Friday, January 22, 2010

A Man of Mystery

by Jean Henry Mead

Edgar Allan Poe was not only one of the most brilliant and original American writers, he’s considered the father of the modern detective story.

Born 201 years ago on January 19, 1809, he was orphaned when his actor parents died.

Edgar’s godfather, John Allan, a wealthy Richmond, Virginia, merchant, took the three-year-old child into his home although he never adopted him. Edgar accompanied the Allans to Europe, where he attended schools in England and Scotland. When he returned to this country in 1820, he continued his education in Richmond and the University of Virginia, where he excelled in classical and romance languages. But he was forced to leave after only eight months because of gambling debts that led to his estrangement with Allan. Because he was penniless, Poe then joined the army.

He was appointed to West Point in 1930 but was expelled not long after for minor infractions of the rules. The first Mrs. Allan convinced Poe to reconsile with her husband shortly before she died but Edgar’s support was again cut off when Allan remarried. Poe then attempted to earn a living by writing alone. His first book, Tamerlane and Other Poems, had been published anonymously in 1827, and was followed by two more books of verse in 1829 and 1831, which hardly caused a ripple in literary society.

Poe then moved in with his aunt, Maria Clemm, and her daughter Virginia in Baltimore. And in 1835, J. P. Kennedy was impressed with his prose and helped him become editor of the Southern Literary Messenger in Richmond. While there he contributed poems, short stories and literary criticism, but lost his editorship because of his excessive drinking.

The following year he married his 13-year-old cousin, Virginia Clemm, and they moved to New York City in 1837. There he published The Narrative of Arthur Gordon Pym in 1838. Then, in Philadelphia, he edited Burton’s Gentleman’s Magazine from 1839-1840 and Graham’s Magazine from 1841-1842. Some of his stories were collected in a volume titled Tales of the Grotesque and Arabesque in 1840. The Poes moved back to New York in 1844, where he worked for the Evening Mirror and edited and later owned the Broadway Journal.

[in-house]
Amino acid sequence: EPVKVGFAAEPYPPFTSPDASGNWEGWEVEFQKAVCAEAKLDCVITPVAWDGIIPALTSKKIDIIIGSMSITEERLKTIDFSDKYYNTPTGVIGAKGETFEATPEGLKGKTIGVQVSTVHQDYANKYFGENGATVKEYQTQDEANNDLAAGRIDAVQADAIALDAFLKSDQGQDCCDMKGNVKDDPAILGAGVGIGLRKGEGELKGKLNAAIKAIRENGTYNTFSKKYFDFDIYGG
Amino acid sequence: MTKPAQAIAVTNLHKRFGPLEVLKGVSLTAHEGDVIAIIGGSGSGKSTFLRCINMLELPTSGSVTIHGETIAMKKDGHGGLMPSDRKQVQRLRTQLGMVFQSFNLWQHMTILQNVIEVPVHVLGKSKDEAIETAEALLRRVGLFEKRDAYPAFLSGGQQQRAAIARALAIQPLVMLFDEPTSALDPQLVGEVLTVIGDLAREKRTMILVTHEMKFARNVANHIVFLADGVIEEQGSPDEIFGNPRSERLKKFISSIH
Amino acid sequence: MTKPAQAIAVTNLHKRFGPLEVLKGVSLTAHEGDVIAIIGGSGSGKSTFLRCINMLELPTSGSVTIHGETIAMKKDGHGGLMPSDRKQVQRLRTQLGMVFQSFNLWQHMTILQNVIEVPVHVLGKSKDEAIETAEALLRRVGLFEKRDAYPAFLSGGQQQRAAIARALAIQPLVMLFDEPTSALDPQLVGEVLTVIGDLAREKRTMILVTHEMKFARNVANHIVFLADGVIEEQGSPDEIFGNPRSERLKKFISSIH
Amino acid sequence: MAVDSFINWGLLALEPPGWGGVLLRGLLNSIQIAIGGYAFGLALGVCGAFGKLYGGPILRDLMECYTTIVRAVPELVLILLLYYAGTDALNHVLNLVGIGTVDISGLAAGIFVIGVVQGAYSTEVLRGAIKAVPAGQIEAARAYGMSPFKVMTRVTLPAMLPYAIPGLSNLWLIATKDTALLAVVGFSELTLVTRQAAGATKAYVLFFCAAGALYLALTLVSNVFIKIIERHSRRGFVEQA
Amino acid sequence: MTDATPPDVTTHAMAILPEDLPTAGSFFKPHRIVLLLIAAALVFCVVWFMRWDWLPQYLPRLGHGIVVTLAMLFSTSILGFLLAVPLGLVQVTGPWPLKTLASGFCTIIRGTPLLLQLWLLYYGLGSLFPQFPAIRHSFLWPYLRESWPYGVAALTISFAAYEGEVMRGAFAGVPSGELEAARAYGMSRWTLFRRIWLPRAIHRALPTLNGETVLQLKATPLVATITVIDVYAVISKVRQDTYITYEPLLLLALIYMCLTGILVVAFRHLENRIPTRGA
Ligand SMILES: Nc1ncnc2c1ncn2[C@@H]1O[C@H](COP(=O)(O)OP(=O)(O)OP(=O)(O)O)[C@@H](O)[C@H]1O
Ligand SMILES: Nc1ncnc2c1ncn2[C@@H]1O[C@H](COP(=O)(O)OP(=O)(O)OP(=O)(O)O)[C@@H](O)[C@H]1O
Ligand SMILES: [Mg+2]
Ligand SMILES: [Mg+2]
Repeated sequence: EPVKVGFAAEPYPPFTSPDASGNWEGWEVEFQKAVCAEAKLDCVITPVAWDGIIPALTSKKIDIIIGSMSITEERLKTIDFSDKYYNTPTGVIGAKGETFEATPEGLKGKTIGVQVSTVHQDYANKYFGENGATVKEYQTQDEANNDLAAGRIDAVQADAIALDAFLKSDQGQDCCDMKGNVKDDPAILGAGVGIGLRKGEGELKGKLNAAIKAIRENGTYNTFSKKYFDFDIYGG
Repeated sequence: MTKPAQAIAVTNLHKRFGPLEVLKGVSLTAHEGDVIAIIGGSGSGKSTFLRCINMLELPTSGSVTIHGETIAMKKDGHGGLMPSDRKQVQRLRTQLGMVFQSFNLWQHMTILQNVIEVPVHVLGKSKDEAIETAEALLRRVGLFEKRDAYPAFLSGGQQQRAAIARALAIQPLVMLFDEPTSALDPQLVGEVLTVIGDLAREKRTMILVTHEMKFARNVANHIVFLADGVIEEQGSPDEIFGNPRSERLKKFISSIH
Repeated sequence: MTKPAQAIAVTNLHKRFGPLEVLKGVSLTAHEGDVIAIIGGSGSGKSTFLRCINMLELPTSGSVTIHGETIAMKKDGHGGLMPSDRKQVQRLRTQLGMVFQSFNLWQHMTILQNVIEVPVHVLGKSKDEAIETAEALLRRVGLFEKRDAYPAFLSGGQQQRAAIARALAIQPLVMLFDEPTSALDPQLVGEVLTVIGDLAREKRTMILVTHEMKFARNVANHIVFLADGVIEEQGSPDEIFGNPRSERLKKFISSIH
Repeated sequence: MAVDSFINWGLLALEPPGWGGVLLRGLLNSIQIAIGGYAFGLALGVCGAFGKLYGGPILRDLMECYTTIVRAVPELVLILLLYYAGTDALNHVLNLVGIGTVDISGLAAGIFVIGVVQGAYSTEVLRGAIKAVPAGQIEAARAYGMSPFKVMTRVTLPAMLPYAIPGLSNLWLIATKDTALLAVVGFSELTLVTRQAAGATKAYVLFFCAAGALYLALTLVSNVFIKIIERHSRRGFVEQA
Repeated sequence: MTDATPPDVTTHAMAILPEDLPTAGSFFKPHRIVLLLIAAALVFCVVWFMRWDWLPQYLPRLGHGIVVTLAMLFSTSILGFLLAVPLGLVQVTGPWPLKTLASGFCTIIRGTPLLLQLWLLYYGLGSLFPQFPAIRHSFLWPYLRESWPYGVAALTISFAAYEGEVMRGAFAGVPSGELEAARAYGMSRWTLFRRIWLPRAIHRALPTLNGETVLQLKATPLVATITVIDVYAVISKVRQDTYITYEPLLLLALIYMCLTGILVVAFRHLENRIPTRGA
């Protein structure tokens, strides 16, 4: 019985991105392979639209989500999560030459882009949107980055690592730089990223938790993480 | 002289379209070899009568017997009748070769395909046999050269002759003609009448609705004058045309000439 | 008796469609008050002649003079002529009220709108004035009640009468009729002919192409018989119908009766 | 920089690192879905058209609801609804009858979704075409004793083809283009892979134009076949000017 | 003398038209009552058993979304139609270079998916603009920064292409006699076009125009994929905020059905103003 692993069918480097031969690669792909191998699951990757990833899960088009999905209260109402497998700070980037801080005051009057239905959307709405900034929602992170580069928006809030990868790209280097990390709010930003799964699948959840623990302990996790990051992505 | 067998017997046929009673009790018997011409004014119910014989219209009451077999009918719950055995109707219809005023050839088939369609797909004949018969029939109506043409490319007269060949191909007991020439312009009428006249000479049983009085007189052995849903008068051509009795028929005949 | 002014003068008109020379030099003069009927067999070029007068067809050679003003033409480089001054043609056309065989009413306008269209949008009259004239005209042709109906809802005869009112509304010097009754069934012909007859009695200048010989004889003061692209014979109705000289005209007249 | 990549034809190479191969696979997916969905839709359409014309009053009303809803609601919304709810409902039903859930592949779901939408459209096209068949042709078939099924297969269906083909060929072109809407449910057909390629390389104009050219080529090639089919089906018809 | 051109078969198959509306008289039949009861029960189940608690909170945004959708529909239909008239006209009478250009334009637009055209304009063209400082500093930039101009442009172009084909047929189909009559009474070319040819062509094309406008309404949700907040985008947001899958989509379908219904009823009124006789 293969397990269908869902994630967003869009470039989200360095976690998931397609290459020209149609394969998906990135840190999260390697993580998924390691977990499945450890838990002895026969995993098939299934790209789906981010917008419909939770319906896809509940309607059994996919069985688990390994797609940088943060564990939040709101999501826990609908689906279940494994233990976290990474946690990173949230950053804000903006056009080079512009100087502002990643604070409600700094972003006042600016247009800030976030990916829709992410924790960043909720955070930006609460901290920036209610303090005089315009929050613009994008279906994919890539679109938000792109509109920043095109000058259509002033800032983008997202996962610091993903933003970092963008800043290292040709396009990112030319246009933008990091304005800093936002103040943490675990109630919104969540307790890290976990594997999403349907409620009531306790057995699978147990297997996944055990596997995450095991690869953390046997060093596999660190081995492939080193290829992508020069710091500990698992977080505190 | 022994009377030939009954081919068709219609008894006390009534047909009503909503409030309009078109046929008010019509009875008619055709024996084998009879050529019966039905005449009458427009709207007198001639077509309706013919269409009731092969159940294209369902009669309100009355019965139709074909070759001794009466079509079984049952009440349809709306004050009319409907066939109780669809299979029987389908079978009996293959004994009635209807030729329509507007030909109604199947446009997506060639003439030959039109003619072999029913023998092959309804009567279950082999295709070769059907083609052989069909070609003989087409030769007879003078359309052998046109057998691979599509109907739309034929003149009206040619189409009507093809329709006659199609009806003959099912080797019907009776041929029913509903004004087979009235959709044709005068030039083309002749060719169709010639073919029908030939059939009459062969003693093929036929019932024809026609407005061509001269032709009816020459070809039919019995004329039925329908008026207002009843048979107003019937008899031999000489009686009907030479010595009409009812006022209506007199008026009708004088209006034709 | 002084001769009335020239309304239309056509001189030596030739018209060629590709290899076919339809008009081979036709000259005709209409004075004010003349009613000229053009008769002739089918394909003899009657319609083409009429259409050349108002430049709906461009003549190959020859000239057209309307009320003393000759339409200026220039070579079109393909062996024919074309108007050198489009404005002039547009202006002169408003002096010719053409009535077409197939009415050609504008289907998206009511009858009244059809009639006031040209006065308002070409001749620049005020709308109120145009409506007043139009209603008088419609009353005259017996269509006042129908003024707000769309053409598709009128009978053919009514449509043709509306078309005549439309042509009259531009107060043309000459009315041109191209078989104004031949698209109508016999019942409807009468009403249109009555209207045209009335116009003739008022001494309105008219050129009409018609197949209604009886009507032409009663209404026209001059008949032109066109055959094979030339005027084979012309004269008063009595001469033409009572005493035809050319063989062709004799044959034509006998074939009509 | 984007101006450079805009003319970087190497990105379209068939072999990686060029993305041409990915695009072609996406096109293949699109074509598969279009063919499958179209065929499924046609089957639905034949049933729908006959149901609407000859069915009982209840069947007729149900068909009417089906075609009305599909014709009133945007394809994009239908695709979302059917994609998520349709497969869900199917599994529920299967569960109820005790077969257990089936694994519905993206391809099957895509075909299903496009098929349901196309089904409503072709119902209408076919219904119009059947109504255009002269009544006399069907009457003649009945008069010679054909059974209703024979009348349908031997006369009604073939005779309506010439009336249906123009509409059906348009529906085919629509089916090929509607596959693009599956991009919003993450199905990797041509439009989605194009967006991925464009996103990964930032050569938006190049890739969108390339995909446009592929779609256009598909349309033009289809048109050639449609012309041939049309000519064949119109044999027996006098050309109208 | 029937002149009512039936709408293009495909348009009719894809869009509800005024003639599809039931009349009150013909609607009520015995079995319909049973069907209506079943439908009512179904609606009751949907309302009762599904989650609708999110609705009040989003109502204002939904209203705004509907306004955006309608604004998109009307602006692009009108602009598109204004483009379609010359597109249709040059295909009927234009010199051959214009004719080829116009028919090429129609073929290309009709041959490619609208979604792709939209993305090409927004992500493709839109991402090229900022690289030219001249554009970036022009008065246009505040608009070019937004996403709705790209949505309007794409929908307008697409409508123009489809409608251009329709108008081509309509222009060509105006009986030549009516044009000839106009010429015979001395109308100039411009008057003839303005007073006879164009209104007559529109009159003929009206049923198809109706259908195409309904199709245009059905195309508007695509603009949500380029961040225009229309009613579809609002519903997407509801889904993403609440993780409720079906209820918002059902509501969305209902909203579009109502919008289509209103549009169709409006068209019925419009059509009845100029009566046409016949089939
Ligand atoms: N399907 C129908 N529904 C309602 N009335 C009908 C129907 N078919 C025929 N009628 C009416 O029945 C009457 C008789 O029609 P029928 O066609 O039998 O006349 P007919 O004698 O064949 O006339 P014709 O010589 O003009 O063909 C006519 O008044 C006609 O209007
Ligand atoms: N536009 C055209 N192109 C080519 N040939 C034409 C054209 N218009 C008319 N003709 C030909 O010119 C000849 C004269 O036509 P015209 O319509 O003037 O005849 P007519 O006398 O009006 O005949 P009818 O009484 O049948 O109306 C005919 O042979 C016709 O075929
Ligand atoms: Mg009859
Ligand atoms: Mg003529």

Fame arrived in 1845 with the publication of The Raven and Other Poems, published in the U.S. and Europe. His young wife Virginia died two years later and Poe soon courted the poet Sarah Helen Whitman. But two years later he was engaged to Elmira Royster, a widow who had been his childhood sweetheart. On the way to the wedding, Poe attended a party in Baltimore, and indulged in so much alcohol that he died several days later at the age of 40.

Although Poe was tormented by his own demons, he was said to have been witty and considerate. He was also known to have been a good friend and affectionate husband. His greatness as a writer stemmed from a reported neurotic attraction to beauty, horror and death. “Masque of the Red Death” and “The Fall of the House of Usher” are both beautiful as well as grotesque. Poe's work also influenced that of Dostoyevsky, Swinburne, Tennison, Conan Doyle and the French symbolists.

I’ll never forget the first story written by Poe that I read in junior high, which I remember to this day: “The Cask of Amontillado.” I had nightmares for months afterward, dreaming that I had been walled up in a dungeon. But I later read “The Murders of the Rue Morgue” and “The Purloined Letter” as well as his musical and sensuous poetry. Among my book collection is a leather bound copy of The Complete Tales and Poems of Edgar Allan Poe, which I treasure and hope to find time to reread again some day.


Mark W. Danielson said...

No doubt, Poe was a talented writer, but he was hardly a role model. Then again, some of our best mystery writers have had difficult pasts. Perhaps that ingrediant also gives them an edge on developing gritty characters.

Jean Henry Mead said...

True, Mark. People who lead happy lives rarely write phenomenal prose.

Bill Kirton said...

He's always been one of my heroes. My own earliest encounter with him was 'The Hasty Heart' - very scary. I think, too, that the rhymes and rhythms of The Raven haunted me (in a positive sense) from the moment I read them:
And the silken sad uncertain
Rustling of each purple curtain
Thrilled me, filled me with fantastic terrors never felt before.
I'm quoting these from memory - a memory laid down some 45 years ago. And there's a hilarious (but respectful) parody of it by C.L. Edson which is well worth seeking out. If you can't find it, I have a copy I'll send you. Thanks for highlighting a truly great original.

Jean Henry Mead said...

Thank you, Bill. I'd love to have a copy.